New Generics Standards Aimed at Increasing Made in China Exports

China is raising the standard of its generics products in a move to help made-in-China drugs grab a larger share of the global market. As part of that process, however, industry observers expect that more than half of the drugs that are currently sold in the market will be eliminated.

The CFDA recently issued two announcements regarding quality and efficacy requirements for generics, including an evaluation procedure framework and a catalog of all generics that need to be tested by 2018. The authority had earlier issued guidelines requiring that all generics must ensure that their quality and efficacy are on a par with branded drugs.

"This is a drive to improve China's pharmaceutical industry. Our original standard of generics is too low," said Shi Lichen, director of Dingchen Pharmaceutical Management Consulting Center, a Beijing-based industry intelligence provider. "Currently, we are at the phase of correction."

The generics industry expanded rapidly a couple of decades ago as part of an expansion of the health care industry. Part of their appeal was the speed to which generics could get to market, Shi explained. There are now more than 4,800 pharmaceutical companies, and 95 percent of the 105,000 chemical medicines that have been approved are generics. Strictly speaking, there is no brand-name drug developed by Chinese companies, according to Shi.

"Some generic drugs are based on other generic drugs, rather than on brand-name drugs," he added, which leads to lower quality drugs flooding the market.

China now is one of the largest markets for generics in the world. Its neighboring country India is another. Statistics from Guosen Security show that the market capitalization of listed generics makers in China has reached ¥500 billion (US$76.2 billion).

However, the major difference is that India has become the major provider of generic drugs all over the world and large quantities of made-in-India drugs are exported to foreign countries.

"Our generic drugs cannot be found in countries like the U.S. because our quality cannot be in accordance with their standards, which are much higher. Many Indian products already get approvals from the U.S. FDA, while ours cannot. We could only digest them here, in domestic market," Shi told BioWorld Today. "We are still playing in a self-enclosed market."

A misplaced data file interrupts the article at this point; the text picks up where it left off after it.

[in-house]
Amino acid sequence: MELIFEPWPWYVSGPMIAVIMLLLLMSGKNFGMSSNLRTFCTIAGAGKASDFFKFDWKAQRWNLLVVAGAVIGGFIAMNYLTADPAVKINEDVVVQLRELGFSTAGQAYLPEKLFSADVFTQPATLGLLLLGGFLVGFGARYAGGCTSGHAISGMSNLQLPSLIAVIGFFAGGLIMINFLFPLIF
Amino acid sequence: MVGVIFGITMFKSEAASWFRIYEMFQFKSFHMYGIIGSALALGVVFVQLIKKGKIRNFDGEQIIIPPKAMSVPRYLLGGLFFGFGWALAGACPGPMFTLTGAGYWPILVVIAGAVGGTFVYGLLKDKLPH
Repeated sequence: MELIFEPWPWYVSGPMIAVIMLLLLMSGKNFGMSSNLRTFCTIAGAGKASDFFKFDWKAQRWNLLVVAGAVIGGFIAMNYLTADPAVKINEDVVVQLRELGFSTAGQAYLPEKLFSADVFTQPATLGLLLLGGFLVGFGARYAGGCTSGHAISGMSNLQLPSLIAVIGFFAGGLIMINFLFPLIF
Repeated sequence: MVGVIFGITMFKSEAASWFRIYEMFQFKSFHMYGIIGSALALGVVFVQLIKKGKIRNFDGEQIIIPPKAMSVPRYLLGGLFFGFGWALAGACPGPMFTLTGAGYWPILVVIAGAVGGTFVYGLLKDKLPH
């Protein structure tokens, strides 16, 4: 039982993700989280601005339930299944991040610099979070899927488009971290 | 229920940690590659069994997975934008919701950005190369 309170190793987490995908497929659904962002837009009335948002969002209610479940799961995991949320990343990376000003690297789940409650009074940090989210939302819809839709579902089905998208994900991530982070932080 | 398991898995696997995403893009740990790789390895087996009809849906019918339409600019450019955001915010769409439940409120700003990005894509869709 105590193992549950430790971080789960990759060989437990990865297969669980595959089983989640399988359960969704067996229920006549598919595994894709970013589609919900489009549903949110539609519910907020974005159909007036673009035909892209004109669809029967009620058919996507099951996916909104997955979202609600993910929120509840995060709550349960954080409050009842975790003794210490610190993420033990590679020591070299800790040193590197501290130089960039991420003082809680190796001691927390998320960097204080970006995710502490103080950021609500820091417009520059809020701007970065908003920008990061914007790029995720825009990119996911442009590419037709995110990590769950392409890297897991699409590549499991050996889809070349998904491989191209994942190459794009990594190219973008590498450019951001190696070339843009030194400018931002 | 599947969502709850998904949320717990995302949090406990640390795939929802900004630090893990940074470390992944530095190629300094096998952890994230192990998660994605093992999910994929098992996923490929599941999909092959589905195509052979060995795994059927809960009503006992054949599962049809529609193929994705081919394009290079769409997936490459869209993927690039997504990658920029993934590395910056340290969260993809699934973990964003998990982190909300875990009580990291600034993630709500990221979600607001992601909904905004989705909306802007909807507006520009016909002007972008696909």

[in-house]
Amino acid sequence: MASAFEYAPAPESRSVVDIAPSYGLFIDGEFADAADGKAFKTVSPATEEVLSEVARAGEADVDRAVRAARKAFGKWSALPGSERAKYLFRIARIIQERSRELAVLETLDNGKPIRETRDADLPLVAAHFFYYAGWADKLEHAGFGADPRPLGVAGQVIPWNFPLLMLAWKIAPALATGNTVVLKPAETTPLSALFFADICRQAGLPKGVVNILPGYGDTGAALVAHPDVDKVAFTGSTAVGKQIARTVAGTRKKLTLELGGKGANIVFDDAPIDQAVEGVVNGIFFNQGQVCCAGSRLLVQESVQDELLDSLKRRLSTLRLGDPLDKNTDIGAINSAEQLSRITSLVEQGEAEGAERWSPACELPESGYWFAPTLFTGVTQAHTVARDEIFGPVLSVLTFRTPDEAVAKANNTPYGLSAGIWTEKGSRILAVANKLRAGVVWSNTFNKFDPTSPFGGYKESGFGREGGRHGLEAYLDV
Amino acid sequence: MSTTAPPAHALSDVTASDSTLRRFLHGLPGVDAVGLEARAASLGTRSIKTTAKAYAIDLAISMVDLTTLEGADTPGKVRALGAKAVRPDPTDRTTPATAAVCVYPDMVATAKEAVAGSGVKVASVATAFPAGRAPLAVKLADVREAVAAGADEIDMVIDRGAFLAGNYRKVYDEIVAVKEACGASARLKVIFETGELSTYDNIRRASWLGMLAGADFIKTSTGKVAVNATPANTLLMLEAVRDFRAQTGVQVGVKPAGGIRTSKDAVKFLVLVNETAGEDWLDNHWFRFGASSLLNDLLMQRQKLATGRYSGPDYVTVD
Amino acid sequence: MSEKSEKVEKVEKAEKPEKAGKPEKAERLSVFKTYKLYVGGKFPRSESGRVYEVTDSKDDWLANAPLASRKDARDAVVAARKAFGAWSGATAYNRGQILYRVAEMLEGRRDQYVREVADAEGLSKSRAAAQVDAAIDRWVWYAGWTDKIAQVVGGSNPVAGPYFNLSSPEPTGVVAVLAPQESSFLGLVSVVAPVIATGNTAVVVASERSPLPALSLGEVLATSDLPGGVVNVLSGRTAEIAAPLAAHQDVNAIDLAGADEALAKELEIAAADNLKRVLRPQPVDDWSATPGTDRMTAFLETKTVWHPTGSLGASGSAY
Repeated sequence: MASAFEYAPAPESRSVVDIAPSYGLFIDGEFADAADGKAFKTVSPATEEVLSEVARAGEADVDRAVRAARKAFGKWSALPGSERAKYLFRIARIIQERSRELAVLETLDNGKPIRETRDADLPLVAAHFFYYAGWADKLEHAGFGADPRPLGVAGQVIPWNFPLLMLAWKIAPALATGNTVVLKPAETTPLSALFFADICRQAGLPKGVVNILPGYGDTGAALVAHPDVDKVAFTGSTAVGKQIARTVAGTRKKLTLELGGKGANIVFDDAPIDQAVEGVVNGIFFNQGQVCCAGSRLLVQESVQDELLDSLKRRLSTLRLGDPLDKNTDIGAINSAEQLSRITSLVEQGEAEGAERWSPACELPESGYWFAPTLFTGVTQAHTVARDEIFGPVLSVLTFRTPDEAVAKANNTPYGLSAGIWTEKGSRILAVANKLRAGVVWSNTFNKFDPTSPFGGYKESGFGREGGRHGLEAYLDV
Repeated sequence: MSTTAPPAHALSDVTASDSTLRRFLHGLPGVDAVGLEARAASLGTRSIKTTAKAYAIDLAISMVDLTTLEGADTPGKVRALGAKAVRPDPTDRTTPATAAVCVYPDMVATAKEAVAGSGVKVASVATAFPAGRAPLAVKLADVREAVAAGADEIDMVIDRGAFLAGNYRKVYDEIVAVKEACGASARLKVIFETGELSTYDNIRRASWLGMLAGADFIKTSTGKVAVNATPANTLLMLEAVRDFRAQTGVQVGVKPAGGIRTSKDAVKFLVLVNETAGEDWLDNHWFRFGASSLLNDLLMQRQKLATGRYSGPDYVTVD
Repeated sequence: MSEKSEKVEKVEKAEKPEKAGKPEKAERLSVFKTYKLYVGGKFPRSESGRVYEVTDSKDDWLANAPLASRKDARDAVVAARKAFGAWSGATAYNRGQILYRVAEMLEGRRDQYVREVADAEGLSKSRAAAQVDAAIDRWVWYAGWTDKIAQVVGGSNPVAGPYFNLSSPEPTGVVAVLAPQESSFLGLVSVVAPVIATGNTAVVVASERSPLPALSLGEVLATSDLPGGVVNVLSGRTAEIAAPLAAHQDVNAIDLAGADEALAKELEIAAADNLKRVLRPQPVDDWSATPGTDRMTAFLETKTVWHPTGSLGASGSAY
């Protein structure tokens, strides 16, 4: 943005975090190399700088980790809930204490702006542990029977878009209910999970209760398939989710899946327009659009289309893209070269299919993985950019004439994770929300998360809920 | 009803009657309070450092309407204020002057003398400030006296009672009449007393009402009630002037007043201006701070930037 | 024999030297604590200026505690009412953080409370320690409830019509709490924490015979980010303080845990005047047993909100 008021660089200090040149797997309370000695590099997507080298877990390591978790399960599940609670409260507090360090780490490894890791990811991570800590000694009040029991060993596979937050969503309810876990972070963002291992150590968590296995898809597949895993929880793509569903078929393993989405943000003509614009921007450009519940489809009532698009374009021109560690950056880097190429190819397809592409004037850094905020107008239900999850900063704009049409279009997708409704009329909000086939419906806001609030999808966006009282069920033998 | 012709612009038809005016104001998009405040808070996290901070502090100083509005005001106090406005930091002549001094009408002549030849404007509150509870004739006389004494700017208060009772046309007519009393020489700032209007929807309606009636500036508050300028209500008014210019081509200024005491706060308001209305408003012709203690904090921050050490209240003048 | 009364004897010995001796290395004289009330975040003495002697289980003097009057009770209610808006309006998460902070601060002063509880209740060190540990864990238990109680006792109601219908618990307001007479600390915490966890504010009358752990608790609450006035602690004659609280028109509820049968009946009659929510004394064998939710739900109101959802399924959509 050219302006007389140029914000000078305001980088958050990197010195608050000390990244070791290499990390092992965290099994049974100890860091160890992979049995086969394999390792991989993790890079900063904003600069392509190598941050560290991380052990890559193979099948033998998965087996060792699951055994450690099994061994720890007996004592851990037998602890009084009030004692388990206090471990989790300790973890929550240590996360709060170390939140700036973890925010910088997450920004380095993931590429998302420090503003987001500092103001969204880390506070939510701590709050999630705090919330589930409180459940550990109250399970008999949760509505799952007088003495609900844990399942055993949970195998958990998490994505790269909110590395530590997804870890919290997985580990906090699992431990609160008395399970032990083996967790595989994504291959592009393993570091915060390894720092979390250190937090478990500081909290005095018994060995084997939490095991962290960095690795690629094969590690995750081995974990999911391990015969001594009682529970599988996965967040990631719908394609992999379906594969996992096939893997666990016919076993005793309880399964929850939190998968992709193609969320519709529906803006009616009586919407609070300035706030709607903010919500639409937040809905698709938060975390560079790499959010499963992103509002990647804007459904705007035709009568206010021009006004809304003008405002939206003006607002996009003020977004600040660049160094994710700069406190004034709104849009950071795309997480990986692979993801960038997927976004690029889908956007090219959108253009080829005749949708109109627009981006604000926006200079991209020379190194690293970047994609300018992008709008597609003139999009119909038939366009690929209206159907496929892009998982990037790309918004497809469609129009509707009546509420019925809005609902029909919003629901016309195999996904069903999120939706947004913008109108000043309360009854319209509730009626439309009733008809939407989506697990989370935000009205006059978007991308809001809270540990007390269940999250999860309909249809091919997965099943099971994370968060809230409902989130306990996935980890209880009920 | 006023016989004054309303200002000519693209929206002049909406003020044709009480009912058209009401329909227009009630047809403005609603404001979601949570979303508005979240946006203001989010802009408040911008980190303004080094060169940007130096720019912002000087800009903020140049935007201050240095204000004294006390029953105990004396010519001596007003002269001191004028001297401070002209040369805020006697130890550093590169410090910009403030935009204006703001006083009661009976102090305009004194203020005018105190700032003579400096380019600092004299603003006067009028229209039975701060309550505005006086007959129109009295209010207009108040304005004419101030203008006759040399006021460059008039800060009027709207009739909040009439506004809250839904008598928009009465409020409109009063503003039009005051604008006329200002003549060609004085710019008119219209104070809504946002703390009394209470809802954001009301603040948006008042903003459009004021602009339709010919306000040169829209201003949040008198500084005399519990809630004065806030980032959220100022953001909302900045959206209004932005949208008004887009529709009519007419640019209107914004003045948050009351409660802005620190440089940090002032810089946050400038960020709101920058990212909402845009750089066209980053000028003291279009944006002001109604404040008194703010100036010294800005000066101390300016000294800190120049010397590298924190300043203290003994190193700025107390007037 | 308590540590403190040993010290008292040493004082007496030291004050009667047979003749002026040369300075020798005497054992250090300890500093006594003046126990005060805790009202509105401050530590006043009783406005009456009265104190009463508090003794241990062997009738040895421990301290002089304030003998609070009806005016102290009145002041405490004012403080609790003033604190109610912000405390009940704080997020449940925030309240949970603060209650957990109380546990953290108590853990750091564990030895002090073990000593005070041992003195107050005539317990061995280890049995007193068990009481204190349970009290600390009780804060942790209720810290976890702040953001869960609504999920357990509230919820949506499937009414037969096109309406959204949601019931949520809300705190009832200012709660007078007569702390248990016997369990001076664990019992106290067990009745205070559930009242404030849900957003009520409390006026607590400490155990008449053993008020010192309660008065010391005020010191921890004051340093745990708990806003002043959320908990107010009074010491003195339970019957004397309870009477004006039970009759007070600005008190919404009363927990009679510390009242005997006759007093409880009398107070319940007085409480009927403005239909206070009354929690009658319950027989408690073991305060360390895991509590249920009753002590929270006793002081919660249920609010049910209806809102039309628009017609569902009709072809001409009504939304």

Li Zhengqi, director at the Certification Committee for Drugs of the CFDA, argued in a report that the domestic generics industry has suffered from low quality products and poor profit margins of less than 10 percent. In comparison, the international standard is about 50 percent.

The poor quality is also a result of the difficulty of foreign import generics to enter the market; the competition is only among local manufacturers.

"Many have raised the issue of importing foreign generics – for example, from India – since last year. But there are strong opposing voices," said Shi, adding that it is understandable "as this will affect many people's interest."

Observers believe the new standard and evaluation is a reshuffle of China's pharmaceutical industry.

AN IMPORTANT REFORM

The evaluation will be rolled out in phases. The deadline for all generics that have been approved before Oct. 1, 2007 is the end of 2018. They are listed in the newly issued catalog and there are 289 drugs on the list in total.

For all generics undergoing clinical trials, all are required to be tested by the end of 2021.

"The quality and efficacy review is a little bit late but is necessary at this moment. Those inferiors will be gradually screened and the rest with good quality can then stand out and be competitive in international market," said Deng Zhouyu, an analyst with Guosen Securities, in a recent note to investors. "The policy is an important reform of our country's drug manufacturing industry."

"It expects that the review will eliminate 50 percent to 75 percent of current generics. Their effects cannot be equivalent to its brand-name drugs, or some are just safe pills but with no effect," said Shi. "The reform will largely benefit the public."

Echoing the Guosen Securities' conclusion, Shi predicted a promising future if the new policy can be followed strictly.

"In five years, the landscape of the global generic drug market will change. We will see more made-in-China generics used in other countries," he added.

That widespread elimination of generics also leaves room for the biosimilars business, which has been seen as a new pillar of the country's health care industry.

In March 2015, the CFDA's Centre for Drug Evaluation released Technical Guideline for the Research, Development and Evaluation of Biosimilars (Tentative) (Guideline). It gives a clear industry structure, in a move to promote the development of biosimilars.

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